Imports of lumber to European Union fall 57% in October

In October 2022, the imports of lumber to European Union fell 57% year-on-year to 351 thousand m3. According to Lesprom Analytics, the average price for lumber imported to European Union decreased 10% compared to the previous month and amounted to $525 per m3. This is 16% more than a year ago when it was $452.

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@David_Stallcop @Matt_Layman

Is this due to Europes increased reliance on domestic production?


The market is in the tank in Europe with demand barely crawling along. Spruce and Pine domestic production of KVH timbers (finger joint timbers) are being sold between $240/m3 and $280/m3 FOB Mill. So, the Lesprom figure of $525/m3 must be skewed toward hardwood lumber imports more than softwood lumber imports. These producers can grind their spruce and pine lumber up and make more money selling the fiber as residential fire wood pellets than selling them for construction timbers. The US market is the only market where they can produce and ship to right now and at “a number” it can be sold. It might not be an attractive number but it can still be sold.


Great insights @David_Stallcop, then are you seeing an increase in Euro exports to the US?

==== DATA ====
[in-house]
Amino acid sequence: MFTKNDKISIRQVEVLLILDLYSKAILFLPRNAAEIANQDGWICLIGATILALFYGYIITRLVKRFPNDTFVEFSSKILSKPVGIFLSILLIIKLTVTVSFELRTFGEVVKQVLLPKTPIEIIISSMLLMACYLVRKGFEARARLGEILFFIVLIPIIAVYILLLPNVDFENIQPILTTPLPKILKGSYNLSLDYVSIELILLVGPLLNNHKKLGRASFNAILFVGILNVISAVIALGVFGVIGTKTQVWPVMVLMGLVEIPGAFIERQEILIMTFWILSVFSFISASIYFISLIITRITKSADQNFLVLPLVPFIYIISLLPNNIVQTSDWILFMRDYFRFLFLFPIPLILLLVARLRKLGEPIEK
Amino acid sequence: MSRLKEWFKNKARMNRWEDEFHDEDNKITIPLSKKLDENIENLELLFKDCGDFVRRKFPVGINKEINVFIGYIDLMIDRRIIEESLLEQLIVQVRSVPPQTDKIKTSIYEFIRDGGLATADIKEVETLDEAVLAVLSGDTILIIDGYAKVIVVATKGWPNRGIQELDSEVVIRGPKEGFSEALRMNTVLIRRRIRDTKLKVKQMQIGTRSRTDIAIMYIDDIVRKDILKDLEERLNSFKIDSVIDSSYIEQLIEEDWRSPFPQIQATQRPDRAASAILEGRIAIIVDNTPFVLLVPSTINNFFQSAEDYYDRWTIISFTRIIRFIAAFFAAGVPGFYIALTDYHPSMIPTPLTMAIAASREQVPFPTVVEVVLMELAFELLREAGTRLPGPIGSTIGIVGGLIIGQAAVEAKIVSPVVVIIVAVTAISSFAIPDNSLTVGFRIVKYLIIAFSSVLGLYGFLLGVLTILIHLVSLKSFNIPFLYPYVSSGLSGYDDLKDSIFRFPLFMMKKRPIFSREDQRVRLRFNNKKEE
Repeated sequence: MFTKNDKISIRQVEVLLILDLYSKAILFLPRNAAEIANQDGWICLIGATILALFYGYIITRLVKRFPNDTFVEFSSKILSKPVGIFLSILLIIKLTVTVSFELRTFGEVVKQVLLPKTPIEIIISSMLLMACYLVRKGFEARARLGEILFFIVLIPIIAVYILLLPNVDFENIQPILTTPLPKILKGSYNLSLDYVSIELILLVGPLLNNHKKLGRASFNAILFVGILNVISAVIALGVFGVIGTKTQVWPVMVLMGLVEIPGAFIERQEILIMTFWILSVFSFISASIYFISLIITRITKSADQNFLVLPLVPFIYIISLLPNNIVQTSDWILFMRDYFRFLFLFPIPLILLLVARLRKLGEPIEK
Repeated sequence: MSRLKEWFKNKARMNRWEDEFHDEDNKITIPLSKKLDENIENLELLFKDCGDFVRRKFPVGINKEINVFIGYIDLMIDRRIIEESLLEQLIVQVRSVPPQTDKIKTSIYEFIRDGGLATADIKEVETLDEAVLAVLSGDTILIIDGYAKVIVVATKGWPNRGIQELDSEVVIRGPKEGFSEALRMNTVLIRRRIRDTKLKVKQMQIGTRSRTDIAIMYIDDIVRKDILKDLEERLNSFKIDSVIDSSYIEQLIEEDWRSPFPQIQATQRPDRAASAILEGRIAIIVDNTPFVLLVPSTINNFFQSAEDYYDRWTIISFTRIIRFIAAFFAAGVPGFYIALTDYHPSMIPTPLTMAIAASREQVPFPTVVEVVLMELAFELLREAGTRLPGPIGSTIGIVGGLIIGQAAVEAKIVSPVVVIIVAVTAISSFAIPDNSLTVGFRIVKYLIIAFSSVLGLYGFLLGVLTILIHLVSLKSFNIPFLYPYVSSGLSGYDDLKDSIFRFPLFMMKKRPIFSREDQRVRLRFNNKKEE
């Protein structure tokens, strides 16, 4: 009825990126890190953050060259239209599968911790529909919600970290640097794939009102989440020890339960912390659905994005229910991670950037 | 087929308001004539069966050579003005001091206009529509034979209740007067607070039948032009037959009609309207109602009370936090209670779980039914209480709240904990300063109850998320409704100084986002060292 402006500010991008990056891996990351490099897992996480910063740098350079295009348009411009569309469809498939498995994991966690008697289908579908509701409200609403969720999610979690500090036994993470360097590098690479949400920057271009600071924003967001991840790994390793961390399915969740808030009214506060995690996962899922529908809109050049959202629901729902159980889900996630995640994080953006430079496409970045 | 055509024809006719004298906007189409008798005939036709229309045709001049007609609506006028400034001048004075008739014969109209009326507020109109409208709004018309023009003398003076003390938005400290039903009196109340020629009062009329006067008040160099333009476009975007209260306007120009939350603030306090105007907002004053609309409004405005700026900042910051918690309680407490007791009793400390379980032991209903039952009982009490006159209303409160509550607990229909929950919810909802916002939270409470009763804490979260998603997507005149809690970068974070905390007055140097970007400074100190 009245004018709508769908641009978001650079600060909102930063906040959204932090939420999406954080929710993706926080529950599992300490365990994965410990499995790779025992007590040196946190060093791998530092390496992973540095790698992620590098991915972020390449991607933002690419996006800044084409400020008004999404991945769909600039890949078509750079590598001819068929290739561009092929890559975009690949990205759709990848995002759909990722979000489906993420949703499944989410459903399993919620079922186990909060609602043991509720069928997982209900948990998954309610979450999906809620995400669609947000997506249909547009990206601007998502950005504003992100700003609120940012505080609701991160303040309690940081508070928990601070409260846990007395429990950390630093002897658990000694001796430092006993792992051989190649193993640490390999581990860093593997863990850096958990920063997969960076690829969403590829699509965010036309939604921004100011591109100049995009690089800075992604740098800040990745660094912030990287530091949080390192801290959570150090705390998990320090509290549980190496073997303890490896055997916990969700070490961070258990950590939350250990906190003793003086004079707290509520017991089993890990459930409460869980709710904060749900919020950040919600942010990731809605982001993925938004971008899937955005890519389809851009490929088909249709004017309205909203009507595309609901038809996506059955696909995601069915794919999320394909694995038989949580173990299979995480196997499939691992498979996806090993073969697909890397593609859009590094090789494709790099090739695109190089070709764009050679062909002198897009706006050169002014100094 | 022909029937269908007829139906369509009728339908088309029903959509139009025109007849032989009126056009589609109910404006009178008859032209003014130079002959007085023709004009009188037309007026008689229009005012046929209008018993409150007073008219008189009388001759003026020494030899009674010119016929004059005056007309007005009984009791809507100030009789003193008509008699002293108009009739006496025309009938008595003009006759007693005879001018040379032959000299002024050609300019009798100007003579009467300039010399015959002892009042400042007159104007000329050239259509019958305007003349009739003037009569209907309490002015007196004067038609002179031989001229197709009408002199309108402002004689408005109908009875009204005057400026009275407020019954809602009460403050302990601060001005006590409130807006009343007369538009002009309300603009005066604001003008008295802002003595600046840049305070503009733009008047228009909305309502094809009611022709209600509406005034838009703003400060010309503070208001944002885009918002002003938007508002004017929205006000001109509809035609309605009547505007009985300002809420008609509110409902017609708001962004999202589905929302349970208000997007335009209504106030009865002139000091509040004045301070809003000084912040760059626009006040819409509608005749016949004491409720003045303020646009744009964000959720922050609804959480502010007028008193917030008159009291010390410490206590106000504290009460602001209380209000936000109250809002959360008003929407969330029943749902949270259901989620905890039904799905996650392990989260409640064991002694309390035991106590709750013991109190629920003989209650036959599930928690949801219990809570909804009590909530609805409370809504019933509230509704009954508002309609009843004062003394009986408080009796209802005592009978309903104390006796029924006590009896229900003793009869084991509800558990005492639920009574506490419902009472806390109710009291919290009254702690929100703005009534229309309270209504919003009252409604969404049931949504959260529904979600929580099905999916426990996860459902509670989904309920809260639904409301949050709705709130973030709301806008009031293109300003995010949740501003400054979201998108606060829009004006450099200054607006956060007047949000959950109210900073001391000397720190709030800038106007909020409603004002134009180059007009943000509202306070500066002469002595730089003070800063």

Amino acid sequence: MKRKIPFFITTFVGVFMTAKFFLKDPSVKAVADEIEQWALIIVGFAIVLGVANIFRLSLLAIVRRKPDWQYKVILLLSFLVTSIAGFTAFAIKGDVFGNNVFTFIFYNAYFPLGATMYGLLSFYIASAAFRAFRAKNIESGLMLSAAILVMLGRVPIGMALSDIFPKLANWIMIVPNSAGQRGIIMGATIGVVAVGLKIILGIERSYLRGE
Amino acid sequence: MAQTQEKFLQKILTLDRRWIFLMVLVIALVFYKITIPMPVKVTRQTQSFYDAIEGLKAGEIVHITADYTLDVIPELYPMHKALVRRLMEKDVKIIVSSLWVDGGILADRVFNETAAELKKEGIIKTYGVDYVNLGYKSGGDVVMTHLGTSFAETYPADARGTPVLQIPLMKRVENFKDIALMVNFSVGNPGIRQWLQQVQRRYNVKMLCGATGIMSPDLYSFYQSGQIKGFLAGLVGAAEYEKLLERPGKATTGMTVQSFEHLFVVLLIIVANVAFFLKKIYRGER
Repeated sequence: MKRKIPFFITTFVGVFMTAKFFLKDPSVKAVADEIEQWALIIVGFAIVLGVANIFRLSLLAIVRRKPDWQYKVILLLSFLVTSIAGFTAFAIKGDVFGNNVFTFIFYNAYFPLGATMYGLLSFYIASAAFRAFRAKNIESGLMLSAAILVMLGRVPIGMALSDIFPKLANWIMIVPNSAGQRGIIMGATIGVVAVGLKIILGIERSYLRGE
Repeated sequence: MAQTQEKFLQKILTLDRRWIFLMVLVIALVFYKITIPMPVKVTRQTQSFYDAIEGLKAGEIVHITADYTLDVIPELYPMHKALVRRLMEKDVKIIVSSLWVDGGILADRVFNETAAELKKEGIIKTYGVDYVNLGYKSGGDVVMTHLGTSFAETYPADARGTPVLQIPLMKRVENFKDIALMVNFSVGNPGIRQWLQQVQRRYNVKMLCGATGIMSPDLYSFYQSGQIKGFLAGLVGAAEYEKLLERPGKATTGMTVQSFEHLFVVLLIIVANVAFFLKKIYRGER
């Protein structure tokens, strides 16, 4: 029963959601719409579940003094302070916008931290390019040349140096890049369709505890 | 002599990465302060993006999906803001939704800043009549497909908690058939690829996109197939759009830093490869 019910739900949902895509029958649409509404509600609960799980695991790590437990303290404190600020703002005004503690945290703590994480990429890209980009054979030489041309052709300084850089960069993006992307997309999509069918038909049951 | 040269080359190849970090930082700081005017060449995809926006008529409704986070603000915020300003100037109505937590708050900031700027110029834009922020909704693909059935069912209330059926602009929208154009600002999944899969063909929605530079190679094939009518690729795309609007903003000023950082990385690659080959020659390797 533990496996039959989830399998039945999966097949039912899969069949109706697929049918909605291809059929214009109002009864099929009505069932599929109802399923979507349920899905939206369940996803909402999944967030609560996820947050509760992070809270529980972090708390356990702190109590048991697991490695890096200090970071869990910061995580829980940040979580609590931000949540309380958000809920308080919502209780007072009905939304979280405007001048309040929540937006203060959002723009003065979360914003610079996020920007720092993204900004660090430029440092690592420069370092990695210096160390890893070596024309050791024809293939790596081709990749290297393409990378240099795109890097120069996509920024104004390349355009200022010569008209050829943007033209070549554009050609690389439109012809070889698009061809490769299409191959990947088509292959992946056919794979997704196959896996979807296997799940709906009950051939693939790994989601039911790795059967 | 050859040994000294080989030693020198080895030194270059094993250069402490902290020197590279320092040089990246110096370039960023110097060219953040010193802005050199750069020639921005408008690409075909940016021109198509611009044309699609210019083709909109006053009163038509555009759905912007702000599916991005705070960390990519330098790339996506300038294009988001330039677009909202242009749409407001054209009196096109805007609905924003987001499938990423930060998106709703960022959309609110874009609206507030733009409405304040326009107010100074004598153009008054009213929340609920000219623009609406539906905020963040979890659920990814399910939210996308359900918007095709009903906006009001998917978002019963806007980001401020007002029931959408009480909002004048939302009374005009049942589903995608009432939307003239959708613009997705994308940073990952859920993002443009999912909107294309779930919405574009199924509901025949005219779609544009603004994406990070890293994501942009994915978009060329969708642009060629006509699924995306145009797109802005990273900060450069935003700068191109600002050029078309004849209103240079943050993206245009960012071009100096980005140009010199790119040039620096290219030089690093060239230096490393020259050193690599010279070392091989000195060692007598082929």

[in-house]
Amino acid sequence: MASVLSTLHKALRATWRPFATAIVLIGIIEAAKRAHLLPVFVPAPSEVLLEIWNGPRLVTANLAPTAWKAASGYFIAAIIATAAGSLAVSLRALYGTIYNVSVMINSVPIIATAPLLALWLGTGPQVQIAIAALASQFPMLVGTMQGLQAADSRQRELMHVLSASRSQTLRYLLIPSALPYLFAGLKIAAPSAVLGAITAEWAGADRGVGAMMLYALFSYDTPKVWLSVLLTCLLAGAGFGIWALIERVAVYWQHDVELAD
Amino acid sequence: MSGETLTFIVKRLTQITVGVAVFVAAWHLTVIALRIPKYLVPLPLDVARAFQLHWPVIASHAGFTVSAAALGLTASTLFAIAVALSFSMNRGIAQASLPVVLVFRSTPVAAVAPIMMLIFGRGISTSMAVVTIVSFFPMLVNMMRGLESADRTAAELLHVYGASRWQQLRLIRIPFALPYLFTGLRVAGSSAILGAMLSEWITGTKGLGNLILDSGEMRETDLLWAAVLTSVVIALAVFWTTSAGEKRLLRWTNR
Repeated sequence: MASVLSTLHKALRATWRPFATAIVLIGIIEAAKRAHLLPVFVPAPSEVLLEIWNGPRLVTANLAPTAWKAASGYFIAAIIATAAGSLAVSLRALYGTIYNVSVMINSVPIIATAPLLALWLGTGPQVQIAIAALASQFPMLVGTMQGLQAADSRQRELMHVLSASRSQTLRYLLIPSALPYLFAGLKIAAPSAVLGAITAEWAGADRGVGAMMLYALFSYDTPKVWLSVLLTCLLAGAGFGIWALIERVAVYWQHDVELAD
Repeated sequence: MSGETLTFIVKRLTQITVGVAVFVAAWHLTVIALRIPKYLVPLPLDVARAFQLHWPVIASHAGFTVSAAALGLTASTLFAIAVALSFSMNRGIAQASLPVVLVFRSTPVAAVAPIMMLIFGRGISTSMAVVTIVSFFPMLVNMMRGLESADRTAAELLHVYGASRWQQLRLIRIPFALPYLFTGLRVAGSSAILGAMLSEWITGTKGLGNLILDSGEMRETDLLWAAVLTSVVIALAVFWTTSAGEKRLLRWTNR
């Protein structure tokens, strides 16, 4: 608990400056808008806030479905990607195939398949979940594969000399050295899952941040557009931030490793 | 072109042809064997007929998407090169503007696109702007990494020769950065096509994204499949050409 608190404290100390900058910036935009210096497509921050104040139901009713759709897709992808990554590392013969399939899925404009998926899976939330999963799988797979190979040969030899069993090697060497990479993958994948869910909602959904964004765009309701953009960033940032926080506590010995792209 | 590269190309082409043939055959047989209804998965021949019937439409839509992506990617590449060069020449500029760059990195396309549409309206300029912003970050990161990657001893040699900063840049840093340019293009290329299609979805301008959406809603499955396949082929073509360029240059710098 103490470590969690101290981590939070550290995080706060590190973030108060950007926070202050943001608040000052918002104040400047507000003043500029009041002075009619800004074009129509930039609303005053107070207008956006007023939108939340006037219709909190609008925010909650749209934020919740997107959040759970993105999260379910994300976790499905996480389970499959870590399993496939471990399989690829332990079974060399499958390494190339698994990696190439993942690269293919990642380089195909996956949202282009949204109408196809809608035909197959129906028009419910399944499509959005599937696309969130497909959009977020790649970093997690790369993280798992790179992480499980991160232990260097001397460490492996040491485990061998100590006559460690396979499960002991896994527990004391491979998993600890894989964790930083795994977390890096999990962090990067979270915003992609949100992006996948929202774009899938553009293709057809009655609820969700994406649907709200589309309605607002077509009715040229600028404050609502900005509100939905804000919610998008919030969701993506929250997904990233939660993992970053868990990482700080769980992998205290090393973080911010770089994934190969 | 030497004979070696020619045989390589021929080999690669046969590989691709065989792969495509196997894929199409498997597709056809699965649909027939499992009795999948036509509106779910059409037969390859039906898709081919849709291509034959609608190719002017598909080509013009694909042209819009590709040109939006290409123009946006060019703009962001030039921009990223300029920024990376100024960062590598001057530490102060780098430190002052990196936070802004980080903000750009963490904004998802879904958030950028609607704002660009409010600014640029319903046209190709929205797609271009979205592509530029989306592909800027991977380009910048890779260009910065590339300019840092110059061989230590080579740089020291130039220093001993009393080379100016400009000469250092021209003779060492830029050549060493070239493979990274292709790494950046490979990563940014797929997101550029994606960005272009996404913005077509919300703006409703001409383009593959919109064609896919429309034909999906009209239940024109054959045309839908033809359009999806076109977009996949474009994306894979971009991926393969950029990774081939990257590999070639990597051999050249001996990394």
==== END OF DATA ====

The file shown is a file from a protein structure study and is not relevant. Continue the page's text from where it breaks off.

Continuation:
@Andrew_Gibson there is DEFINITELY an increase in Euro exports to the US. Not just dimension lumber, but also 1" boards.


Is the euro supply getting refilled at the ports?


There is A LOT of Euro lumber at US ports. However, for the past week the demand has increased dramatically and a lot is being sold right now. The difficult task will be the ports having enough forklift drivers to load out everything after nearly a month of not much moving the last 3 weeks of December and the first week of January. Most Central European sawmills are on some sort of curtailment schedules - although they don’t announce it like North American mills do. This will slow Feb/March volumes from that part of Europe. However, Sweden won’t stop shipping and will continue increasing their volumes to the US. The Swedish Crown is still weak against the US$, historically. Although it is stronger than last September & October. Many people don’t realize that although Sweden is part of the European Union, they still use their own currency and not the Euro.


Count me among those who didn’t realize Sweden was not a Euro country :+1:

Yet another dynamic component to track in the industry. I’m always impressed by your ability to stay on top of it all.